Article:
"1. The gratuity of territorial, fluvial and maritime transit is absolute in the territory of the Postal Union of the Americas and Spain; consequently the countries which form it obligate themselves to transport across their territories and to convey by ships of their registry or flag, without any charge to the contracting countries, all the correspondence which the latter may send to any destination whatsoever. However, this gratuity of transit will not be applied to the subsequent maritime transmissions of correspondence destined for a third country which is not a member of the Postal Union of the Americas and Spain in cases where a reshipment or transfer may be necessary, or justified expenses of handling may arise.
"2. Likewise, when services of foreign Administrations are required for the subsequent conveyance of the closed mails, collection can be made from the Administrations of origin of the same amounts which the intermediary Administrations may be compelled to pay therefor.
"3. In cases of onward dispatch, the contracting countries bind themselves to forward the correspondence by the most rapid ways and means which they utilize for their own mails. * * *"
The obligation of the United States to compensate plaintiff for the carriage of the mails in question, if any, arises under these postal conventions.
Plaintiff says that the United States, acting through the Postmaster General, by entering into the various postal conventions providing for "free and gratuitous transit" of convention mails on vessels of its flag and by the issuance of orders providing for payment for the carriage of such mails by vessels of its flag, impliedly agreed to compensate plaintiff for the carriage of the mails in issue.
On the other hand, since and before the decision in the first Moore-McCormack case, it has been defendant's position that where the local law of a country signatory to the conventions imposes upon a steamship company the obligation of carrying its mails without further compensation, in exchange for the granting of packet privileges for the company's vessels, the United States is relieved of its obligation to pay for the carriage of such mails. For the years involved in this action, defendant contends that under the local laws of Argentina, Brazil and Uruguay, plaintiff was required to carry their mails gratuitously in exchange for packet privileges or other preferred treatment for its vessels.
In the earlier suit plaintiff abandoned its entire claim for the carriage of Argentine mails and that part of its claim for the carriage of Uruguayan mails during the period that country's local packet laws were in force. We were, consequently, not called upon to decide how the local laws of those two countries affected the obligation of the United States. For this reason the prior action is not res adjudicata as to plaintiff's claim for the carriage of Argentine mails and Uruguayan mails.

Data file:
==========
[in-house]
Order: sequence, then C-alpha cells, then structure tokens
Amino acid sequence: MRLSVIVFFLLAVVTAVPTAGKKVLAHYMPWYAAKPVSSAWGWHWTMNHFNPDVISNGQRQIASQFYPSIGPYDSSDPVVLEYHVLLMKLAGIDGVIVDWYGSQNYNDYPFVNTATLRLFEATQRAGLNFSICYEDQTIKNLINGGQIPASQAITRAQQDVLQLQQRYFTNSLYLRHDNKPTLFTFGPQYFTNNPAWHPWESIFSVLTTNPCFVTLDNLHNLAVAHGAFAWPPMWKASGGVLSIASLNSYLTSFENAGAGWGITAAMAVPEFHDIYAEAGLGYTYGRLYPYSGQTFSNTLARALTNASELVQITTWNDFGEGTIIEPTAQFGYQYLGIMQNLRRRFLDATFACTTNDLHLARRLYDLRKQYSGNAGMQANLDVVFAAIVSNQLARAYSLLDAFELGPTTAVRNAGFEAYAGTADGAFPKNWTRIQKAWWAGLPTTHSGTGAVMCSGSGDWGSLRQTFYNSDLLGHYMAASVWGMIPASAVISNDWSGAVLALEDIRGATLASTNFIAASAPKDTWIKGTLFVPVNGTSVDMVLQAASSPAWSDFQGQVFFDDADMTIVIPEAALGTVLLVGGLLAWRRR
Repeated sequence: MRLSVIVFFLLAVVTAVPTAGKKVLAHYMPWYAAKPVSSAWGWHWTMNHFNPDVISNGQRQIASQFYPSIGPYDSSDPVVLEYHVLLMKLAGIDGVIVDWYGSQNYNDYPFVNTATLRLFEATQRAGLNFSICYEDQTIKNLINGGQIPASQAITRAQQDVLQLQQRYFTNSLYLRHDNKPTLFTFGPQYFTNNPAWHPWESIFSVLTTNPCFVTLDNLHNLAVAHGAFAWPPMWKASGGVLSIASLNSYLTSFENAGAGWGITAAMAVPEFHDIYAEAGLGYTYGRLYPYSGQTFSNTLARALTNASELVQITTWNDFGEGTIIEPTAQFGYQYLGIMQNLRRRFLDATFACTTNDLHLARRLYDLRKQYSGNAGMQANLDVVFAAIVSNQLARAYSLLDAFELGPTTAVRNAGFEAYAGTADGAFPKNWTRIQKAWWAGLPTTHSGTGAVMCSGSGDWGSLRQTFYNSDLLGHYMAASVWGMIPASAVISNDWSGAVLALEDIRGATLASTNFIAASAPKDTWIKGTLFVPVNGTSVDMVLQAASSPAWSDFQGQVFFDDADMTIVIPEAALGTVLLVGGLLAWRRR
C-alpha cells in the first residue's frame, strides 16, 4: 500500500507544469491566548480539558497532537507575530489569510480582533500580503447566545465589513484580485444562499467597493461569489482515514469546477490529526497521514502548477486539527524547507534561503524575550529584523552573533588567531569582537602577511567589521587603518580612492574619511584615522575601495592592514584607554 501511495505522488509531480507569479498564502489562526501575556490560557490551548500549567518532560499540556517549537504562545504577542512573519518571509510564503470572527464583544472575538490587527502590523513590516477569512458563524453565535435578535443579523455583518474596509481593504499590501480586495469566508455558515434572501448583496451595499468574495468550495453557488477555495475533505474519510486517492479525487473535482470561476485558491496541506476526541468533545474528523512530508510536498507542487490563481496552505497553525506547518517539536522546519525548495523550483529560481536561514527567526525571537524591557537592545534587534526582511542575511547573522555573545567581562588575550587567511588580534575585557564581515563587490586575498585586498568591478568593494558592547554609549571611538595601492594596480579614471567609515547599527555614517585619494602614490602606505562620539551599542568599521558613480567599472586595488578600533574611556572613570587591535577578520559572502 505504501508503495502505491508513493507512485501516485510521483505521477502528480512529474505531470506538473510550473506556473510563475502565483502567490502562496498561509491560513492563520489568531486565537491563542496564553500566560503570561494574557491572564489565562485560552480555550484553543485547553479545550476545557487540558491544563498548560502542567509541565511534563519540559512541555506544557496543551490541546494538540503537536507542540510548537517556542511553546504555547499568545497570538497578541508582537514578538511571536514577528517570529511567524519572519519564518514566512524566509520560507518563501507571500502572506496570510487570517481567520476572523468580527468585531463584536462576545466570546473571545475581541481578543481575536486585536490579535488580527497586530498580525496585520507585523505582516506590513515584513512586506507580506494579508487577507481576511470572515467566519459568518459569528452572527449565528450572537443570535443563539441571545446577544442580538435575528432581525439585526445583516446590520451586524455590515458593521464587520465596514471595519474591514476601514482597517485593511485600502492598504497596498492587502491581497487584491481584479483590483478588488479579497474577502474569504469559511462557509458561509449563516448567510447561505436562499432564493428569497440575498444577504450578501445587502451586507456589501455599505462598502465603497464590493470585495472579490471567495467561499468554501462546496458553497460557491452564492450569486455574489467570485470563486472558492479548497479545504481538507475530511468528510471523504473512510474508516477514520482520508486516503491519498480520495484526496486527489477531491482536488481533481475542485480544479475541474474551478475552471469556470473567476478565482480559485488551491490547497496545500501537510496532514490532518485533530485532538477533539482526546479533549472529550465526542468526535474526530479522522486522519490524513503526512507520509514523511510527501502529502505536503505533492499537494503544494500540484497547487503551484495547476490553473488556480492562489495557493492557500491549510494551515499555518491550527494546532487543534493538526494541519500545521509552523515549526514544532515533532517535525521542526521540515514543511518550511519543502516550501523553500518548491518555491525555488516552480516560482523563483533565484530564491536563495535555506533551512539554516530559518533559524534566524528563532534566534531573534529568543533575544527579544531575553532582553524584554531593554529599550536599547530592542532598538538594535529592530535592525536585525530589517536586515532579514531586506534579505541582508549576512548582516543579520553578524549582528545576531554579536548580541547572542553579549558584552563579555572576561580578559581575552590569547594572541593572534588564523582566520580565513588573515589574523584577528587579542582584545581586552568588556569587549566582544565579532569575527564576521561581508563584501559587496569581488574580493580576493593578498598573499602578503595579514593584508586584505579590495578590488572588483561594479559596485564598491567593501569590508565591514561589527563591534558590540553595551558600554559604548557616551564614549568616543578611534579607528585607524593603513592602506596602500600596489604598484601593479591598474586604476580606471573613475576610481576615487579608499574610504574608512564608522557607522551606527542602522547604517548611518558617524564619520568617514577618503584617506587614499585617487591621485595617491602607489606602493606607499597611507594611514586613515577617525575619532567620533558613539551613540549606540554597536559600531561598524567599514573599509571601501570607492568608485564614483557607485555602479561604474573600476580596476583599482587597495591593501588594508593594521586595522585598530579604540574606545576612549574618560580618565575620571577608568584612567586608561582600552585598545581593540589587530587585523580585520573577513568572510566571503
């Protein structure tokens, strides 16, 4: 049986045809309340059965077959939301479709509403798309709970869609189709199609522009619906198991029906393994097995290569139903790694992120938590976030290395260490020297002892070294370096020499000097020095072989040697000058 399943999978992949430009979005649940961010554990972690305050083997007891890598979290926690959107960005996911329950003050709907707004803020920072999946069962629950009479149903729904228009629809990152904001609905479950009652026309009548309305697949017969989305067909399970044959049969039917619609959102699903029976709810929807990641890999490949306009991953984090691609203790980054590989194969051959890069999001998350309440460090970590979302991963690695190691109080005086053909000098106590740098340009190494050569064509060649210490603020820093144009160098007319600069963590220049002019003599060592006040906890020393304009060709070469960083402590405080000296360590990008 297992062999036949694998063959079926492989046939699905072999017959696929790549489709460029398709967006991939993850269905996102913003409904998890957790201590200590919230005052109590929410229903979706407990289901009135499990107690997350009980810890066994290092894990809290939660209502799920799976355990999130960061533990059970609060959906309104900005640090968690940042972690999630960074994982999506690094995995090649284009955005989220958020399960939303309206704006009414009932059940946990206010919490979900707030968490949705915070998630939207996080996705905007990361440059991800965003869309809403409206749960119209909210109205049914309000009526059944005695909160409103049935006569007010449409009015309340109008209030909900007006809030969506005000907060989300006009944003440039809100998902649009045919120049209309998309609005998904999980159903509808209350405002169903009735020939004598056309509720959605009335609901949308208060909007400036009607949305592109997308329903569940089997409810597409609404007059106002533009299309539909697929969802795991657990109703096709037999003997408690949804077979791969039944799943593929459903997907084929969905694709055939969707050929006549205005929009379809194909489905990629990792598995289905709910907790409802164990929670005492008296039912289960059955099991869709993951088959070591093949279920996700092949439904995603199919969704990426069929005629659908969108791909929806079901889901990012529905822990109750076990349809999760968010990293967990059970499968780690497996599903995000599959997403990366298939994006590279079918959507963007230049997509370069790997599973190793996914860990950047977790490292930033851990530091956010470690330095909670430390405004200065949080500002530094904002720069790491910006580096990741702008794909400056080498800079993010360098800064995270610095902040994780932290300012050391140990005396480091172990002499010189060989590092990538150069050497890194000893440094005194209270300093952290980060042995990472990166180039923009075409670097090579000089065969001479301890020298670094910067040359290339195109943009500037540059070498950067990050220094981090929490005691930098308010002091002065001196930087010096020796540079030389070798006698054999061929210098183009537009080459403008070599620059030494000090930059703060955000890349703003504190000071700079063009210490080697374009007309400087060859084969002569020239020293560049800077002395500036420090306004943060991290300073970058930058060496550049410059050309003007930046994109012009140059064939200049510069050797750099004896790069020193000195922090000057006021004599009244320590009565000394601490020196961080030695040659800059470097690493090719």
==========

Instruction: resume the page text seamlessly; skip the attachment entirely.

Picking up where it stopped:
The only question before us in the former suit was whether or not a Brazilian decree of June 3, 1941, required plaintiff to carry Brazilian mails gratuitously in return for certain privileges. We held that the decree did require plaintiff to carry the mails of that country without compensation in exchange for preferred berthing rights and exemption from lighthouse dues and local taxes. Plaintiff nows says that as the result of the adoption of a new constitution by Brazil in 1946, that country could no longer constitutionally require plaintiff to carry its mails gratuitously. If so, then the former decision is not res adjudicata as to plaintiff's claim for the carriage of Brazilian mails in this action.
Since there was no express contract between plaintiff and the United States, in order to recover, plaintiff must show that there was an agreement implied-in-fact on the part of the United States to pay for the carriage of the mails involved. Grace Line, Inc., v. United States, No. 218-58, decided November 1, 1961. No contract can be implied for payment by the United States if plaintiff has already been paid for the carriage of the mails by the countries which demanded plaintiff's services. Plaintiff cannot collect twice for the rendition of the same services.
The crucial inquiry then is: Did plaintiff receive packet privileges or other preferred treatment for its vessels in return for which it assumed the obligation of gratuitously carrying the mails of Argentina, Brazil and Uruguay?
Since the burden is on plaintiff to show there was an implied contract under which the United States agreed to pay it for the carriage of these mails, it must show that it has not been compensated for the carriage of them by the acceptance of packet privileges, the granting of which obligated plaintiff to carry them without further compensation. This requires plaintiff to show what the law of these three countries is with respect to packet privileges, or to show that it did not receive packet privileges or other remuneration from the countries demanding that it carry their mails. Foreign law must be proved as any other fact. Cuba R. R. Co. v. Crosby, 222 U.S. 473, 32 S.Ct. 132, 56 L.Ed. 274.
That this burden is on plaintiff is particularly true in this case, in view of our prior decision in Moore-McCormack Lines Inc., v. United States, supra, wherein it was stipulated the receipt of packet privileges precluded recovery under the laws of Argentina and Uruguay, and wherein we held this likewise precluded recovery under the laws of Brazil. Plaintiff was thus on notice that the United States would refuse to pay for the carriage of these mails, if this situation continued.